Preparedness is key for hospitals and health systems when responding to an infectious disease outbreak
The novel coronavirus (2019-nCoV) is not the first, nor will it be the last, infectious disease outbreak to make global headlines.
“There have been a number of outbreaks that have taught us that routine healthcare infection prevention is not enough when dealing with a novel infectious disease or an infection that has potential for causing a lot of morbidity and mortality,” said Jennifer Anne Hanrahan, DO, an infection disease specialist from the University of Toledo.
SARS, MERS-CoV and Ebola have been transmitted in healthcare facilities and preventing the spread of infection in hospitals is critical to containing these infections worldwide.
“These outbreaks have shown that emerging pathogen outbreaks can occur with little forewarning and cause disruption to hospitals and their ability to care for patients and keep healthcare workers safe,” Dr. Hanrahan said.
The Society for Healthcare Epidemiology of America (SHEA) emphasizes the importance of supporting novel Coronavirus (2019-nCoV) preparedness efforts with rigorous commitment to infection prevention and science-based decision making. SHEA members – healthcare epidemiologists and other experts in infection prevention and infectious diseases working in collaboration with public health – are experienced in outbreak management, having overseen preparedness and management of 2019-nCoV, SARS, MERS-CoV, H1N1, influenza and other infectious diseases, and are working diligently to ensure safety.
SHEA works closely with the Centers for Disease Control and Prevention (CDC), and over the past several years has given particular focus and investment to strengthen the infection prevention and control infrastructure for preparedness and response to emerging pathogens. The SHEA/CDC Outbreak Response Training Program (ORTP), created from 2016 to 2018, is a comprehensive program for hospital epidemiologists to be maximally effective to protect their patients, colleagues and community from facility-level outbreaks to emerging pathogens, such as 2019-nCoV. The ORTP provides expert-authored and selected resources in incident management, with tools and trainings for development and implementation of policies and identification of resources.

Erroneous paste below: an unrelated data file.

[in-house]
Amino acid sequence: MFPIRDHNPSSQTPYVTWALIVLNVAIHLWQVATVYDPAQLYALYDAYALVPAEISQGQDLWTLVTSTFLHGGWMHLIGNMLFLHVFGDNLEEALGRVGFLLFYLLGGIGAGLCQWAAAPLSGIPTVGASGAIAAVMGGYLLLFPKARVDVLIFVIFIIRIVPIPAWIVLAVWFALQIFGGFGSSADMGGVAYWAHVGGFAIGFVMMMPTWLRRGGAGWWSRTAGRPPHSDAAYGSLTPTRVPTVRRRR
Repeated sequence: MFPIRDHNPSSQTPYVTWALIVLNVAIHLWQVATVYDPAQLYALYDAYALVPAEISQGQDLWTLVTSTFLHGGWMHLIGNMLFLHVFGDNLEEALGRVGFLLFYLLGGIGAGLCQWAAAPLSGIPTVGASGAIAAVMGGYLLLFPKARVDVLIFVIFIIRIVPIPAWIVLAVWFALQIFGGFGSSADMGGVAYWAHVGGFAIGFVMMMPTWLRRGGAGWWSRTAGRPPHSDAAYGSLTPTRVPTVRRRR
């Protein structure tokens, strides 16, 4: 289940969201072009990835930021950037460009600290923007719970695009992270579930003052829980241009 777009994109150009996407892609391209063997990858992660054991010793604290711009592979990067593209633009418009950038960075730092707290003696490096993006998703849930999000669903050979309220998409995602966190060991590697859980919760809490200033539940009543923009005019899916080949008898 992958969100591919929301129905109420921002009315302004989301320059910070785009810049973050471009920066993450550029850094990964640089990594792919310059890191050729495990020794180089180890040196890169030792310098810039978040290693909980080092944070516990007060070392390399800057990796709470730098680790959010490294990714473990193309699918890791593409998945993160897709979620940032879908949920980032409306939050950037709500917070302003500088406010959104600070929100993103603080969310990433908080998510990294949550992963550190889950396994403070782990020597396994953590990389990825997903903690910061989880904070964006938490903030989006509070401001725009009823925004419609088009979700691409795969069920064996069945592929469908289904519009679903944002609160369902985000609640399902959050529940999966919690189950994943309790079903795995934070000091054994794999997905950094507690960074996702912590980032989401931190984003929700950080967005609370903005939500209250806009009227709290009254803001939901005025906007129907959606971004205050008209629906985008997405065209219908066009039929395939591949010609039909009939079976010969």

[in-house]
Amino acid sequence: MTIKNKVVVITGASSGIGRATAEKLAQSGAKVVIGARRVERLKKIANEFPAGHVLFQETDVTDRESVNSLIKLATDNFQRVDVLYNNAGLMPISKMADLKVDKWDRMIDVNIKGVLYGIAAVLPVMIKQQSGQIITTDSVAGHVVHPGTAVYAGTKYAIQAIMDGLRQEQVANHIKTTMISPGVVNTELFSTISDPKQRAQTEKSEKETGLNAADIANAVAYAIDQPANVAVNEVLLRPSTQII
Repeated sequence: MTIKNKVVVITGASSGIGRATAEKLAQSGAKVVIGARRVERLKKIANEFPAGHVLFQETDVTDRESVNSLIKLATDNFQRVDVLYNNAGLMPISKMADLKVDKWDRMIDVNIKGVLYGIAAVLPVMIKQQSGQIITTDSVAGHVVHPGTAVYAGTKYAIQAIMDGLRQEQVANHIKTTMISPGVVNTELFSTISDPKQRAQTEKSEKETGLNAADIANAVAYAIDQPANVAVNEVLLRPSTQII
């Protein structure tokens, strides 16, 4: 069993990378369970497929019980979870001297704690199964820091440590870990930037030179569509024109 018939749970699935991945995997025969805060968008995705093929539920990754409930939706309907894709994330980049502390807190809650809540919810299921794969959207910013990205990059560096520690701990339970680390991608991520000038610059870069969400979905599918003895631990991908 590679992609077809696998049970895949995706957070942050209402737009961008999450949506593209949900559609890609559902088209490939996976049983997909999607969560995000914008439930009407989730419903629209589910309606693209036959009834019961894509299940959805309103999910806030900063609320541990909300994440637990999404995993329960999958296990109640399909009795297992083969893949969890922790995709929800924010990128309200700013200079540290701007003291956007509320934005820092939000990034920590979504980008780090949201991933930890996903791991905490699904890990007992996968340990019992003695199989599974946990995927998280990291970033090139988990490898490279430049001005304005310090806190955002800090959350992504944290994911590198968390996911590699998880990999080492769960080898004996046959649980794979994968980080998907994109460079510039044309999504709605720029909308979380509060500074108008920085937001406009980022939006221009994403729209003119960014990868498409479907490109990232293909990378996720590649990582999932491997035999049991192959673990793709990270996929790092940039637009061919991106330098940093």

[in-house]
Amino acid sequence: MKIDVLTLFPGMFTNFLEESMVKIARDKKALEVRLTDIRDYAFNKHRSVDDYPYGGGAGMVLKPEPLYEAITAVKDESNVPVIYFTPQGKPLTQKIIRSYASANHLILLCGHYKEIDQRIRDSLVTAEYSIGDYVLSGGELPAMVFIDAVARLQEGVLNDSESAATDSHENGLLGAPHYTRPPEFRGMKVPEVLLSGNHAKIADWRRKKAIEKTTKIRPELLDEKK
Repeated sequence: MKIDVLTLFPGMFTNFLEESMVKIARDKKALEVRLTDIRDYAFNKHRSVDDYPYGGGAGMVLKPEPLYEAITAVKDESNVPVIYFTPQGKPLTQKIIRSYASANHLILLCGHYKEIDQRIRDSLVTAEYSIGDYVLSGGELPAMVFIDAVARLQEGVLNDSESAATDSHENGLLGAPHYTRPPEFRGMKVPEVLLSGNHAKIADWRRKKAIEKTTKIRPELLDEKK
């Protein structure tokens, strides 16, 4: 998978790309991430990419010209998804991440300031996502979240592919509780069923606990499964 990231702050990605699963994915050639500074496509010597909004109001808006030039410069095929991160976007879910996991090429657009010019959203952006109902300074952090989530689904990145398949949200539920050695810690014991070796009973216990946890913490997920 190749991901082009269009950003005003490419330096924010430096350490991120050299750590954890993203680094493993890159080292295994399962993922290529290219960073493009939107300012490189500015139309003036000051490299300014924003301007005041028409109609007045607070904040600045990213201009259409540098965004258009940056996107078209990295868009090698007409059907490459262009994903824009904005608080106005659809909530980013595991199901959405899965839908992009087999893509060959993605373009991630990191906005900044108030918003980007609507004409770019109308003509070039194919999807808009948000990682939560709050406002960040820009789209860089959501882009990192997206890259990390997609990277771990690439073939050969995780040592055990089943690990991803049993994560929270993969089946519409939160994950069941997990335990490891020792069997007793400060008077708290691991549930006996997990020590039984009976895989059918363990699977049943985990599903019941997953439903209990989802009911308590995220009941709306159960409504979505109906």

“The ORTP was developed to make sure that those working in infection prevention, specifically healthcare epidemiologists and infection preventionists, are knowledgeable in incident management and the structures, frameworks and resources that help limit facility disruption, supplement resources, and prevent the spread of the pathogen,” said Hanrahan. “These outbreaks showed that education in incident management and preparation to work within an emergency response framework is essential in stopping an emerging pathogen crisis.”
Being prepared takes time, Hanrahan said.“It can feel overwhelming when starting from scratch, and these tools help make preparation manageable.”
There are several different things that hospitals and healthcare workers have to think about in terms of their process for taking care of patients. For example, these outbreaks have demonstrated that training in proper donning and doffing techniques for personal protective equipment (PPE) is critical in order to decrease risk of infection to healthcare workers and other patients, Hanrahan said. The ORTP guides healthcare workers in the components of preparedness and response, including successful implementation of policies, and provides quick, direct access to resources and tools selected by experts as the most important and useful. The ORTP was created so the experts tasked with preparedness and response can apply their expertise to stopping the outbreak, rather than spending precious time tracking down resources and navigating new or unpracticed roles.
“Every outbreak has taught us a little bit more and it is important to incorporate these lessons into future planning,” said Hanrahan.
For more information on the SHEA/CDC Outbreak Response Training Program (ORTP), visit https://learningce.shea-online.org/content/sheacdc-outbreak-response-training-program-ortp#group-tabs-node-course-default4
Both Ebola and SARS demonstrated that routine personal protective equipment (PPE) was not sufficient to prevent infection in healthcare workers, said Jennifer Anne Hanrahan, DO, from the University of Toledo. “Learning how to don and doff the personal protective equipment properly takes time and practice and is specific to the type of equipment being used. Training is critical to properly donning and doffing PPE.”
A number of other issues have also been identified and these are outlined in the SHEA Expert Guidance: Outbreak Response and Incident Management: SHEA Guidance and Resources for Healthcare Epidemiologists in United States Acute-Care Hospitals https://doi.org/10.1017/ice.2017.212
Tool kits: https://ortp.guidelinecentral.com/